This started a charge that Barea largely led over the next five minutes that ended with the Wolves up 92-81 with 5:26 to go. Barea’s next shot of that run might, at first blush, look like he’s just hoisting up an ill-advised three, but there’s actually a flare screen set by Cunningham that knocks Jackson off of Barea enough for him to get a really good look at the basket.
But so far, we haven’t seen the kind of play Adelman describe. Barea’s next basket came in close after he turned down a Cunningham screen on the left wing and drove on Jackson, grabbing his own rebound and putting it back. His next three-point jumper does, however, demonstrate what Adelman was talking about:
Once Pek sets the screen, Barea dribbles left once and gets Ibaka on him but then crosses back to his right and pulls up. It’s a solid, smart play, but honestly, his next three is a real long shot that he had to take with only a couple second left on the shot clock following an Ibaka block:
The real highlight of that clip is the wave of three-point celebrations from the bench: Stiemsma, then Amundson, then Rubio. It was pretty entertaining to watch Barea clowning Stiemsma for his traditional celebration early on and then seeing the whole end of the bench get in on the act. According to Amundson after the game, Barea never got it right. “He’s uncoordinated,” he said. “He couldn’t get the leg and the arm going at the same time.” I guess we can give him a pass on his celebration problems so long as his coordination is working on his jumper.
Finally, in the unquantifiable column for this win, I have to put in a word about Kirilenko’s defense on Durant. Looking at his line, it looks like he had a pretty poor game: 3-10 shooting, 9 pts, and 6 personal fouls that sent him to the bench late in the fourth quarter. But throughout the game, he harassed Durant and kept him uncomfortable and frustrated. Sure, Durant got his 33 pts in a fairly efficient manner, but he was only 1-4 from distance.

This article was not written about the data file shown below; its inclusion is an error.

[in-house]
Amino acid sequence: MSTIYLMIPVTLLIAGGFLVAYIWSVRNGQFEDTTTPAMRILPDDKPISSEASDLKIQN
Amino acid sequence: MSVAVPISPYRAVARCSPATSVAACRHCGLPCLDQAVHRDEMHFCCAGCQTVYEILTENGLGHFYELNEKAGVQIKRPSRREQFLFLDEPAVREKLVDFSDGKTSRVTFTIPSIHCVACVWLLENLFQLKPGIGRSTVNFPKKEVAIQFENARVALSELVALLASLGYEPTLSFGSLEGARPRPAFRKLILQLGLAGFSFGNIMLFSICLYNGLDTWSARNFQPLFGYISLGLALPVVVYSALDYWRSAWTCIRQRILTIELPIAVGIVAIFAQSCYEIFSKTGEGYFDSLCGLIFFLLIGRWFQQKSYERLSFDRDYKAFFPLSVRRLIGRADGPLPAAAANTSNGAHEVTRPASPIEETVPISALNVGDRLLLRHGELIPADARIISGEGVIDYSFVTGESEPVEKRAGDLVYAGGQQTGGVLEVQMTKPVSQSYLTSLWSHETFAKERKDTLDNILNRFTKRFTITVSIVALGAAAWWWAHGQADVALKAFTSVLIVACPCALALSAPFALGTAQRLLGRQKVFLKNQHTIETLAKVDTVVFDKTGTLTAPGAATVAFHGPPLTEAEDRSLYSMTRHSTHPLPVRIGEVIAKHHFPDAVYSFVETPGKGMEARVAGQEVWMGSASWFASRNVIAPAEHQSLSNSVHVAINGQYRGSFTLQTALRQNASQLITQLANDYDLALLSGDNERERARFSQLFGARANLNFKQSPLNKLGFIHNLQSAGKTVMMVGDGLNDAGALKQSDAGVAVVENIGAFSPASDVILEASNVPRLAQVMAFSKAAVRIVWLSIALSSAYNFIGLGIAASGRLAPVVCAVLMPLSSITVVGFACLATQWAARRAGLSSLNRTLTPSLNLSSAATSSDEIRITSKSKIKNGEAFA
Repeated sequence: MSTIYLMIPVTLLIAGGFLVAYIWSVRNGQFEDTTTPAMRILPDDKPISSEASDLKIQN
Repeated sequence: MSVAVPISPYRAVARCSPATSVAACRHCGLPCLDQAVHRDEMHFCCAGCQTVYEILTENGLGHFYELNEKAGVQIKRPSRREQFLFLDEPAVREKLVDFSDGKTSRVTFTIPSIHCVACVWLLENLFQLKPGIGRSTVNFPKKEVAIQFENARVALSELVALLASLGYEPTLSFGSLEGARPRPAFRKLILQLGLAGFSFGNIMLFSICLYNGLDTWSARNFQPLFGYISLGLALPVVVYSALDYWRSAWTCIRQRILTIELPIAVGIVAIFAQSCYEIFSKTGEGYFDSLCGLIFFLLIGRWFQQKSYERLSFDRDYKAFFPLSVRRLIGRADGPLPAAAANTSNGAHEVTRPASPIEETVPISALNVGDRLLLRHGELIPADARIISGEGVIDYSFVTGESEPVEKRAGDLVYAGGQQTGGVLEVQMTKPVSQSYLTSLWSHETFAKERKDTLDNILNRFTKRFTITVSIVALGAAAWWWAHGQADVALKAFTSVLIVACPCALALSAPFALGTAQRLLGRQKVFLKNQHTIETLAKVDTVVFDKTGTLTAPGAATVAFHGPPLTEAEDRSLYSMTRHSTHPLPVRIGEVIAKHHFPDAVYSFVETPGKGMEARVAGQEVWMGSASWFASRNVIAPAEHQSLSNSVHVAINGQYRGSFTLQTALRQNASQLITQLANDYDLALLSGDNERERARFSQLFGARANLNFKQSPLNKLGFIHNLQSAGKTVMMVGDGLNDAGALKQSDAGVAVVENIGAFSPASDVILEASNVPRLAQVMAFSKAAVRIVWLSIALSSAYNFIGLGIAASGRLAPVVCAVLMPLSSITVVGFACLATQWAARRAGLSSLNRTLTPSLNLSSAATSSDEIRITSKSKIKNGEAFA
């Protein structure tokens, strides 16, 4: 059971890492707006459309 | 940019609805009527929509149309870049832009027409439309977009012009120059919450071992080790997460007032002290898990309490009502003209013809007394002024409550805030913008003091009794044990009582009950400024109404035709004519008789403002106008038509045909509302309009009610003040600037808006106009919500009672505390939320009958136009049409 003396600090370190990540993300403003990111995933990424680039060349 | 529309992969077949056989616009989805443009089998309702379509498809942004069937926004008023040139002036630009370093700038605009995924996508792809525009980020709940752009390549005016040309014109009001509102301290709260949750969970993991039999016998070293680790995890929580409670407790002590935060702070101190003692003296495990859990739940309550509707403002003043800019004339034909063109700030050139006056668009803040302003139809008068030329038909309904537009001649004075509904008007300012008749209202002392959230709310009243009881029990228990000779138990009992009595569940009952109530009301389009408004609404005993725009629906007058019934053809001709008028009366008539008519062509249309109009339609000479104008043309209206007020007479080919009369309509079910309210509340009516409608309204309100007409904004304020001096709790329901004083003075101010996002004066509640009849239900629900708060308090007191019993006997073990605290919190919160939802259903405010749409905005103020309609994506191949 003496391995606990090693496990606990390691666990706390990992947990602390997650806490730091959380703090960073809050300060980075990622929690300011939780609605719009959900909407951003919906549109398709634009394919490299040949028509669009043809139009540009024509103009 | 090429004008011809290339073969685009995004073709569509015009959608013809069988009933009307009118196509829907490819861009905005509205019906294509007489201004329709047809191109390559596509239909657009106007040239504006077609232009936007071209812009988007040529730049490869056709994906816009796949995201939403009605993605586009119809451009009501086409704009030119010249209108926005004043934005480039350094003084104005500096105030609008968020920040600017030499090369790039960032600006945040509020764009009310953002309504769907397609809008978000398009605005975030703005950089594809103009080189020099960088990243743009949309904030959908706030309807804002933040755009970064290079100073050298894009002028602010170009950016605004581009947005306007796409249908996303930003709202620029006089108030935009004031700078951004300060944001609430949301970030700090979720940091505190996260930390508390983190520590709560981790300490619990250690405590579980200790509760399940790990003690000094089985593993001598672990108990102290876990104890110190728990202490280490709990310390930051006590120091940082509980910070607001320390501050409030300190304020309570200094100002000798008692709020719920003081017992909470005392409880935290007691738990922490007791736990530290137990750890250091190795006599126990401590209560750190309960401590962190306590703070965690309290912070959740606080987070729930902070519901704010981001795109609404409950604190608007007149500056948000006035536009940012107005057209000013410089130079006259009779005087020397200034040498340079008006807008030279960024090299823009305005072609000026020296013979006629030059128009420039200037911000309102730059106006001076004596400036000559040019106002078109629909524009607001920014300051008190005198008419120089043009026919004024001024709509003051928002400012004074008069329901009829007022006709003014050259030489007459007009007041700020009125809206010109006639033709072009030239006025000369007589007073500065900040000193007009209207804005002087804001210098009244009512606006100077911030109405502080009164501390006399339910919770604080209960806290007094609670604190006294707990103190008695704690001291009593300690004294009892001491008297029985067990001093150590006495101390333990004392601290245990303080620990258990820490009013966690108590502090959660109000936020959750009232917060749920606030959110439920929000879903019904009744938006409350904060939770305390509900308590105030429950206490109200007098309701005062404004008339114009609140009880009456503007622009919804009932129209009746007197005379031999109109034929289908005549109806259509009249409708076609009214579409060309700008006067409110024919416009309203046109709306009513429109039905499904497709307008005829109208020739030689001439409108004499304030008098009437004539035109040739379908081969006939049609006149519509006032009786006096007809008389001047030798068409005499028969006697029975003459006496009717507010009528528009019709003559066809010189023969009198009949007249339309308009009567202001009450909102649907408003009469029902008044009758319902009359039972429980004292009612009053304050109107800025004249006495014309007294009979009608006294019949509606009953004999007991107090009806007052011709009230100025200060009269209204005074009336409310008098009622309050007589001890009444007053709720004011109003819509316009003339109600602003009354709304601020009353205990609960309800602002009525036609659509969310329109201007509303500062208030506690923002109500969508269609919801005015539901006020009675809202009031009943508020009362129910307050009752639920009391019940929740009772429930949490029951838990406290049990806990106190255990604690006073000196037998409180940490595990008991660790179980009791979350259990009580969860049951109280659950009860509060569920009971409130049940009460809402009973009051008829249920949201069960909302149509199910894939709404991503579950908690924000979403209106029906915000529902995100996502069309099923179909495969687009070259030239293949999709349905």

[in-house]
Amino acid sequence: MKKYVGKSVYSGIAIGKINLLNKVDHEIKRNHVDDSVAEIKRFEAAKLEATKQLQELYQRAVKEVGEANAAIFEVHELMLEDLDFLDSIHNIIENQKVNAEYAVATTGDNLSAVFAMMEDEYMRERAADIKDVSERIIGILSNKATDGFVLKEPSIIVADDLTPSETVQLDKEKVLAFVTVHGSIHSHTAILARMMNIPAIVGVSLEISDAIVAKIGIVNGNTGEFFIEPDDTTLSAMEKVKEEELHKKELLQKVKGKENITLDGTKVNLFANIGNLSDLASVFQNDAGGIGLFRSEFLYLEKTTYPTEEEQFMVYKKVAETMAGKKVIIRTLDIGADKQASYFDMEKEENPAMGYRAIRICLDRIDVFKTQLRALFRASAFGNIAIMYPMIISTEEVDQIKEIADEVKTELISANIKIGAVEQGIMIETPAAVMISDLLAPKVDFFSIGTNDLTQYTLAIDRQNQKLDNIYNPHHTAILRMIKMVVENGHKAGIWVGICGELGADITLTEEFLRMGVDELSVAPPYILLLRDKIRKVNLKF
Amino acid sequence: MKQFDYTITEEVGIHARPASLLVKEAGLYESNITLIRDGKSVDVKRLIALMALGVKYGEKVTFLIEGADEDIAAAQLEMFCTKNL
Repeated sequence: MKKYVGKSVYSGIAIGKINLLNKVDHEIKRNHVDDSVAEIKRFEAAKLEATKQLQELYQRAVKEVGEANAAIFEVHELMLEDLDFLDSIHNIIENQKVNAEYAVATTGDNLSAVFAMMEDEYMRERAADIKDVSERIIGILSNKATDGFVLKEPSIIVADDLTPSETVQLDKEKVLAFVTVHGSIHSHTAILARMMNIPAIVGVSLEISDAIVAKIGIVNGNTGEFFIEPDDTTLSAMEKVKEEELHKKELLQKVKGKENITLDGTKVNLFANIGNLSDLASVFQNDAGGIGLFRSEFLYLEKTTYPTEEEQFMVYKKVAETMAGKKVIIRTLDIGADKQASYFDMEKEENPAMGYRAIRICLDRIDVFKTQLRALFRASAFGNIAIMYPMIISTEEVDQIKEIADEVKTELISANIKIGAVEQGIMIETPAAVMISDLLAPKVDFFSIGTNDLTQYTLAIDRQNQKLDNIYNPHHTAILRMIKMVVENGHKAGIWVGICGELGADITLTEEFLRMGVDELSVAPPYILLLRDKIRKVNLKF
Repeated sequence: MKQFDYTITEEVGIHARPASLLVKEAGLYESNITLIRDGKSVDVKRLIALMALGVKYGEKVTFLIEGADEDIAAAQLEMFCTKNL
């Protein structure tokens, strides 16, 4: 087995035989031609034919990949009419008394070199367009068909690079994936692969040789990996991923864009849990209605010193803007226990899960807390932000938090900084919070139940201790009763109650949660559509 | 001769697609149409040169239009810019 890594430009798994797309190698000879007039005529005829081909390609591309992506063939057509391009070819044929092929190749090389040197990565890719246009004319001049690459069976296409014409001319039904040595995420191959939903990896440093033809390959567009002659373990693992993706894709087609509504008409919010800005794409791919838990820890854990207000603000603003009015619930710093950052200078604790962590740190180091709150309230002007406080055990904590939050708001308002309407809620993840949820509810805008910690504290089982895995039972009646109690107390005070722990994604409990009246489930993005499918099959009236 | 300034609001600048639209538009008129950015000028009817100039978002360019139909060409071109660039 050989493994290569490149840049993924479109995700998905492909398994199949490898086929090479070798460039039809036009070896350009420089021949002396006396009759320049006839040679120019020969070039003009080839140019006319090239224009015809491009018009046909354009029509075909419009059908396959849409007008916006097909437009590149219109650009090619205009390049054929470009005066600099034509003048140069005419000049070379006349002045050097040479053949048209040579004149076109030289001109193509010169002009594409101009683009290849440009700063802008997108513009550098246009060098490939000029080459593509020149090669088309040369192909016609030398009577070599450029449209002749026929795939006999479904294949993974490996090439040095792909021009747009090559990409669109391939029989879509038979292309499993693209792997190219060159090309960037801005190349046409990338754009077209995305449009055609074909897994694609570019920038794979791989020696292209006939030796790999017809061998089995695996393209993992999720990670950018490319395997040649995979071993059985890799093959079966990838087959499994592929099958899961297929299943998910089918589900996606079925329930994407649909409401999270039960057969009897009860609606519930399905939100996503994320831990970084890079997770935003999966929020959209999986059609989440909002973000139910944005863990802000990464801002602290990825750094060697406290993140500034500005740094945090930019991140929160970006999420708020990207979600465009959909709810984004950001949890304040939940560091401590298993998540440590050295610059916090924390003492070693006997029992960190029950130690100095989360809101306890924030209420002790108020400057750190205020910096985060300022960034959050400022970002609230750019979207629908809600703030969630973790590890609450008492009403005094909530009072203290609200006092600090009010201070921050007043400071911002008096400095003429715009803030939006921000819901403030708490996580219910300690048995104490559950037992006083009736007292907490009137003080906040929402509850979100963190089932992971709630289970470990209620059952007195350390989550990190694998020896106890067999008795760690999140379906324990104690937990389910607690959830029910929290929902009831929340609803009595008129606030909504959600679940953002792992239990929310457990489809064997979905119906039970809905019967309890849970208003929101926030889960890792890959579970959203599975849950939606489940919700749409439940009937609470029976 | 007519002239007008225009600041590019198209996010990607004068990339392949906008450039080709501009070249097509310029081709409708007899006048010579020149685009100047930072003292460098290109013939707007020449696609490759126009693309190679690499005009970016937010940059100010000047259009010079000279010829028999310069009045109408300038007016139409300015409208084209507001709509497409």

“With those guys like Kevin Durant, Lebron, Kobe, it’s almost impossible to cut their scoring abilities,” he said after the game. “All you can do is break their percentage or make them work. And I think we did a pretty good job making him work for those points. He was shooting tremendously well tonight. Every time he got that little half step advantage, it was a guaranteed 100% shot.”
I thought the way he put that—”break their percentage”—was telling. You know those players are going to score, but you just try to make them do it under duress. As Kirilenko went on to explain, “You saw in the second half, I was trying in the half-court to deny him, to not let him get that ball easily. If you want to get it, go work for it. For those guys who are playing 40 minutes every game, it’s tough when he’s working and working and working to get that ball. If you let those guys start scoring easy shots and make those easy points, it’s going to be a long night. And we all know: I’ve been there, I’ve had 50 points scored on me and I don’t like that feeling.”
Now the Wolves are off to New York to face the Knicks and Kirilenko has yet another tough assignment—Carmelo Anthony. It will be another tough game, and this time on the road, but at least now they’ve been through the ringer against a top team and come out shining this season, and even without heroics from Rubio, who was mostly quiet this game. But this game showed that they don’t have to try and get everything right every time, just the next thing right each time.